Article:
Growing up in Stavely, Alberta, Mariya’s parents ran the local bar. She would sit on the steps outside the barroom while the bands were playing, and this is where she became obsessed with live music. 

Mariya started voice lessons at 8 years old, and the rule was her parents would pay for her lessons, but she had to sing for their friends. 

“At fourteen, I heard a Taylor Swift song on the radio for the first time and felt like it was written for me. I thought if she can do this I can do this. 

She then got her first guitar to learn to play when she was fifteen. She played anywhere from poetry galleries to western stores, and anywhere local that would have her. 

When she turned eighteen, Mariya decided she was going to pursue music as a career. Her goal was to make enough money to survive solely on music, and while that wasn’t going to happen right away, it did happen fairly quickly. She had moved to the city, got a serving job, taught guitar and vocals, booked gigs, and was able to quit her job a year and a half later.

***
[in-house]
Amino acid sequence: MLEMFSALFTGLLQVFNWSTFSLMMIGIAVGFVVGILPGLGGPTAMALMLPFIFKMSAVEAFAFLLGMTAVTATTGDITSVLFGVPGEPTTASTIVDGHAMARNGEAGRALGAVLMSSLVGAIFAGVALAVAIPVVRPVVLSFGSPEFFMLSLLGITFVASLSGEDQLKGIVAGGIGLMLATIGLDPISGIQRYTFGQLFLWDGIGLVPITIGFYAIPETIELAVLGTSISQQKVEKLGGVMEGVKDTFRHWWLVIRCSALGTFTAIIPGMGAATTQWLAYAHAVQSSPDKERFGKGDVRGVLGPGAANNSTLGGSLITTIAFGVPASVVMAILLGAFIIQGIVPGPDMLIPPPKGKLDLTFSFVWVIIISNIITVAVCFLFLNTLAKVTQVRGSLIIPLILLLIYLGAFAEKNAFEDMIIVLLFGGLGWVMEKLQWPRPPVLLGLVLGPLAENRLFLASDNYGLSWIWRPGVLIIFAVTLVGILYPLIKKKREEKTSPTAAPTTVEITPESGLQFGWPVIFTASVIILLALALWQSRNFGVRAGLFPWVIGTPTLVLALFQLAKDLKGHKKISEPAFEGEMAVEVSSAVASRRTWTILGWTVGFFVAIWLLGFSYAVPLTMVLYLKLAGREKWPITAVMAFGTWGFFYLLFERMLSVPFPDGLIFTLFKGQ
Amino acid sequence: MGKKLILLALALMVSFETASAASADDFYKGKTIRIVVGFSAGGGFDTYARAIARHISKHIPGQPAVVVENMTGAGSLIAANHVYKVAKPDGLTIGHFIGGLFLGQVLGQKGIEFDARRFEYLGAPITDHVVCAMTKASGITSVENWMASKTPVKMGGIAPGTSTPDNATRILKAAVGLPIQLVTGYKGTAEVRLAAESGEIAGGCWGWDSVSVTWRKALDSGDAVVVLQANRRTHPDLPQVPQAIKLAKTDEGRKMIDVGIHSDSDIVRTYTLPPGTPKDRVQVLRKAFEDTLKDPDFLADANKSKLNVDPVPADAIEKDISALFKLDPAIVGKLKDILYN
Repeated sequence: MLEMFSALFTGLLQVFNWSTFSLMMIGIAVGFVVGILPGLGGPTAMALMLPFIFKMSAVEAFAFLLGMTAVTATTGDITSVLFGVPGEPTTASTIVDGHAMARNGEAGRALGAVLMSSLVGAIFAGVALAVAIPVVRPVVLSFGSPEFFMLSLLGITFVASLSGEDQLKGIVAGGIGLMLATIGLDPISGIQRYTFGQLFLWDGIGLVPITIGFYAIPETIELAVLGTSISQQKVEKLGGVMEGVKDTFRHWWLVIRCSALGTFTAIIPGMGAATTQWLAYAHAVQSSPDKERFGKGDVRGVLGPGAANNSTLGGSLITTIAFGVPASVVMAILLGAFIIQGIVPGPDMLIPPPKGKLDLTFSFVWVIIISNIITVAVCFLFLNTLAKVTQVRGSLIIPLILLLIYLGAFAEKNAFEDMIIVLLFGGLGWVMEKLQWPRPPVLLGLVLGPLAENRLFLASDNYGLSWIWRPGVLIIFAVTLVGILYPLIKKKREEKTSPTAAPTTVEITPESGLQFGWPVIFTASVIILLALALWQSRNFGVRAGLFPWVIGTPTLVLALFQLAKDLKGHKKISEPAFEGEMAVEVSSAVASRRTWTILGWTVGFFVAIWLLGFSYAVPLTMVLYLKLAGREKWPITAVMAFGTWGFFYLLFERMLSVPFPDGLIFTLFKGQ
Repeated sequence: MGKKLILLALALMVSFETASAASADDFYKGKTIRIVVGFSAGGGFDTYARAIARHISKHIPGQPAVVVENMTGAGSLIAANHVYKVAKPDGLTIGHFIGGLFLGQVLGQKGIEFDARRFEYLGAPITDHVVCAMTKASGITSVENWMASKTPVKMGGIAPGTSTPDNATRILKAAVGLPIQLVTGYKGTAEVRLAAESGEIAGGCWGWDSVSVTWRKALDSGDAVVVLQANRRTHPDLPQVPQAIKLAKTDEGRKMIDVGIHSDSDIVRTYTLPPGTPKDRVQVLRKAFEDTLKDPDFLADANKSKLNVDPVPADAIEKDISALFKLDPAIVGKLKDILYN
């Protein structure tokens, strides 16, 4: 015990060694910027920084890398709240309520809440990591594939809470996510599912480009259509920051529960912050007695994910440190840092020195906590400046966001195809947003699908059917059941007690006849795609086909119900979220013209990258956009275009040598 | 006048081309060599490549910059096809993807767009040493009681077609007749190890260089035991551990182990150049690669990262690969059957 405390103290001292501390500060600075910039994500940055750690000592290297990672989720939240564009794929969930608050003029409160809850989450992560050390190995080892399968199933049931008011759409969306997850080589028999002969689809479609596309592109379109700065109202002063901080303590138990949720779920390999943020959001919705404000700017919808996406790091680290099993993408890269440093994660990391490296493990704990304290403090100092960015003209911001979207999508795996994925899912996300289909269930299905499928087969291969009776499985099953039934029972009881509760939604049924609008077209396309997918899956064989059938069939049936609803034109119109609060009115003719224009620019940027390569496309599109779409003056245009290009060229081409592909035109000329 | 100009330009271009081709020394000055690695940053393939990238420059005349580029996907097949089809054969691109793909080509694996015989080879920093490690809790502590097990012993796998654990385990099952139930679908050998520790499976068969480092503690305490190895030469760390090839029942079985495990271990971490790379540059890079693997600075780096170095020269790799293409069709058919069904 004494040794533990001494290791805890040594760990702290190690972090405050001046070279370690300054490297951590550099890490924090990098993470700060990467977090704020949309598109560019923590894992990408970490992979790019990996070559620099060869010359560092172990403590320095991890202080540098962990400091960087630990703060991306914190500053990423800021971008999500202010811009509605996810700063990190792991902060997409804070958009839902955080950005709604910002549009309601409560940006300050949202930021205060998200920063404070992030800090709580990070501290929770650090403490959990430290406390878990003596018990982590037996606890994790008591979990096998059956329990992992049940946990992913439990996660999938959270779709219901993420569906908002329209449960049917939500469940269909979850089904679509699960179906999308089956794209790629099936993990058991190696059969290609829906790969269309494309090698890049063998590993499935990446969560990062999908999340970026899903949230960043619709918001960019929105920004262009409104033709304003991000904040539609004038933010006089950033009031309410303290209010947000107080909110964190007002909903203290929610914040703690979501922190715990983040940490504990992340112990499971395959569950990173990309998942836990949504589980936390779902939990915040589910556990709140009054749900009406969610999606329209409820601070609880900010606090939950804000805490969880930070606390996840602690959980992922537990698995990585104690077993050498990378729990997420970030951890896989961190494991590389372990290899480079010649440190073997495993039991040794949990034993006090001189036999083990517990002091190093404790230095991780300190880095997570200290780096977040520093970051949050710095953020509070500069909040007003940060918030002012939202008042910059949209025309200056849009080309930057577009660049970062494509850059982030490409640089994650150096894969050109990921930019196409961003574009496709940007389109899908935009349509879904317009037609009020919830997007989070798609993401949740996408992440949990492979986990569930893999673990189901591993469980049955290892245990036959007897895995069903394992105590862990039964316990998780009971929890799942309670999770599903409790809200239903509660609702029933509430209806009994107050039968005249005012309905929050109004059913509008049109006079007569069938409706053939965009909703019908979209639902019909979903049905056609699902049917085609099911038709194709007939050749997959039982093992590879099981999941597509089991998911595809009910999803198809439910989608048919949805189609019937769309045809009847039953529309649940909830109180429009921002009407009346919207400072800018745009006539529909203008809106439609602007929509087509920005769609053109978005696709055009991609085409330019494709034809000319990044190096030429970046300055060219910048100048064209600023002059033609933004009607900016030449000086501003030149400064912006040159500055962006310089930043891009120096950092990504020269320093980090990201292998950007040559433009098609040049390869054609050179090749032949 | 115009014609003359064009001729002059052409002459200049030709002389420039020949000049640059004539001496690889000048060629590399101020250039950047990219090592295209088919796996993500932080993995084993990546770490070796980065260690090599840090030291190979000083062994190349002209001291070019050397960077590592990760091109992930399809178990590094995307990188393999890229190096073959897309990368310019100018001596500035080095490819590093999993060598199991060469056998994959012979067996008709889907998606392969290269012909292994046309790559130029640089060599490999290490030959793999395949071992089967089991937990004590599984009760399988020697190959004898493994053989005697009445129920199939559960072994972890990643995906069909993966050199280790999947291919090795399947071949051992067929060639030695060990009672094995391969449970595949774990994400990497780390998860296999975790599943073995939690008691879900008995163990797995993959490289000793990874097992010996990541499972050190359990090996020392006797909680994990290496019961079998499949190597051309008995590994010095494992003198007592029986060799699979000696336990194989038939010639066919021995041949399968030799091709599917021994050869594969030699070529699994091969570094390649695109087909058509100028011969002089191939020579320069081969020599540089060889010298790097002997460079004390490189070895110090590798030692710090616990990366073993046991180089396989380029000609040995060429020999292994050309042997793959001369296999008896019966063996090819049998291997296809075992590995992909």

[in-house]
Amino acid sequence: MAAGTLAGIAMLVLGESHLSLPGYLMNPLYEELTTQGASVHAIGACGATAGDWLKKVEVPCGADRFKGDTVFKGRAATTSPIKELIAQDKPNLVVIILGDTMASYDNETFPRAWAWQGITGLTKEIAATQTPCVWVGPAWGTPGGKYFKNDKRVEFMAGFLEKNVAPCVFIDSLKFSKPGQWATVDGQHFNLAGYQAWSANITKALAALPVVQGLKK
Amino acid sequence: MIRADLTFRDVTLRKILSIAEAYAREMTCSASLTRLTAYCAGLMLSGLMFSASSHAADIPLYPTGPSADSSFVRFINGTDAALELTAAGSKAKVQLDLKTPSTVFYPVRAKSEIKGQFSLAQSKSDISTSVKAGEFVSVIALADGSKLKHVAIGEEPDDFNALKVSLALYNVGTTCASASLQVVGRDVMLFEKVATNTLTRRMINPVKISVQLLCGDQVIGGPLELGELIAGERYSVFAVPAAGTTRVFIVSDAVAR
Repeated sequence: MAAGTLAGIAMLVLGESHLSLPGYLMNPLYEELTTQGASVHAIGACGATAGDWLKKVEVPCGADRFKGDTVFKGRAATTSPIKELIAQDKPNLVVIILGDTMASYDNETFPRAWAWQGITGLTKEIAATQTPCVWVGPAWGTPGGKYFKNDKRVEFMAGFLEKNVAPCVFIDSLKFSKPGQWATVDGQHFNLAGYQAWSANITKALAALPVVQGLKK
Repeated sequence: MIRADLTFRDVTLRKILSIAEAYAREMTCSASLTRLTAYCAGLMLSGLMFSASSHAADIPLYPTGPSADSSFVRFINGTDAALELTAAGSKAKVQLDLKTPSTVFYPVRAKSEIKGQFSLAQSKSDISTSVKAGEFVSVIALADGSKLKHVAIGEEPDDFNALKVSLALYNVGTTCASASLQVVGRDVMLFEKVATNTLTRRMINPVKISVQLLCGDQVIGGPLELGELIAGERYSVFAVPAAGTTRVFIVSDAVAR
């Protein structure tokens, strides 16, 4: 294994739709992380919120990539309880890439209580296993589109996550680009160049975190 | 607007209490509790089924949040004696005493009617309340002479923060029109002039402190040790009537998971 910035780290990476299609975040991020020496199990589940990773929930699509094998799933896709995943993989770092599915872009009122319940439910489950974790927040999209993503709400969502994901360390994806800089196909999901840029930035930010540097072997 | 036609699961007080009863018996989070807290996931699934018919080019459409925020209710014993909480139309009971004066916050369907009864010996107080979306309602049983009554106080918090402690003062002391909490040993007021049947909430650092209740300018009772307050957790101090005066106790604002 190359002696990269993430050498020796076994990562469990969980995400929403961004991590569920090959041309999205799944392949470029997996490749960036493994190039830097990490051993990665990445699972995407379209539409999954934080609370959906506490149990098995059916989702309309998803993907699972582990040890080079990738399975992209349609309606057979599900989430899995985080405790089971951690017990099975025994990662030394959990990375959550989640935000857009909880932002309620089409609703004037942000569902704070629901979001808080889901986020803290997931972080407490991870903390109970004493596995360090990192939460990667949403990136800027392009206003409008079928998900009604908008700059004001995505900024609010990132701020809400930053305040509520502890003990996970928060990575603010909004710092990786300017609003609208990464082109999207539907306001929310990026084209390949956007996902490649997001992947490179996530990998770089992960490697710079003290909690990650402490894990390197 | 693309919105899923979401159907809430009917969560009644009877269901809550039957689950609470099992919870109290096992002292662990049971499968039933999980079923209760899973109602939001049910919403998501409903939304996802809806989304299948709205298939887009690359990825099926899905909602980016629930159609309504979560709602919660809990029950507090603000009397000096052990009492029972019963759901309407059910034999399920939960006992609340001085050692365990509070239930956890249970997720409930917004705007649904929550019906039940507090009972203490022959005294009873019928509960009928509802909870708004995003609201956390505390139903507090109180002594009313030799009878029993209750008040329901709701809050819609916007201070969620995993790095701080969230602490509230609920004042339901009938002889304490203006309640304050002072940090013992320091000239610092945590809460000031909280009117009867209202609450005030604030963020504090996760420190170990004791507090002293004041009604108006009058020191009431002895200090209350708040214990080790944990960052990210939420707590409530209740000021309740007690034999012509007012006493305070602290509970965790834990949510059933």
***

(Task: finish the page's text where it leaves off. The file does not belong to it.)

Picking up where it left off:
“I had time to write and develop my craft, but I was definitely broke.” 

Mariya had been writing and playing a lot for a few years, and anticipating the release of her first single was definitely emotional. 

“The imposter syndrome was real. Being a woman, queer, or BIPOC performer, there’s a different level of expectation.” 

RELATED: See a list of LGBTQ Canadian country artists who are paving the way in the industry …

Taking The Next Step And Releasing Music 

Her first single, “Hands On My Body” came from a vulnerable and honest place, and sharing that story was nerve-wracking.

“I was nervous how my family and friends would react, but also the industry.”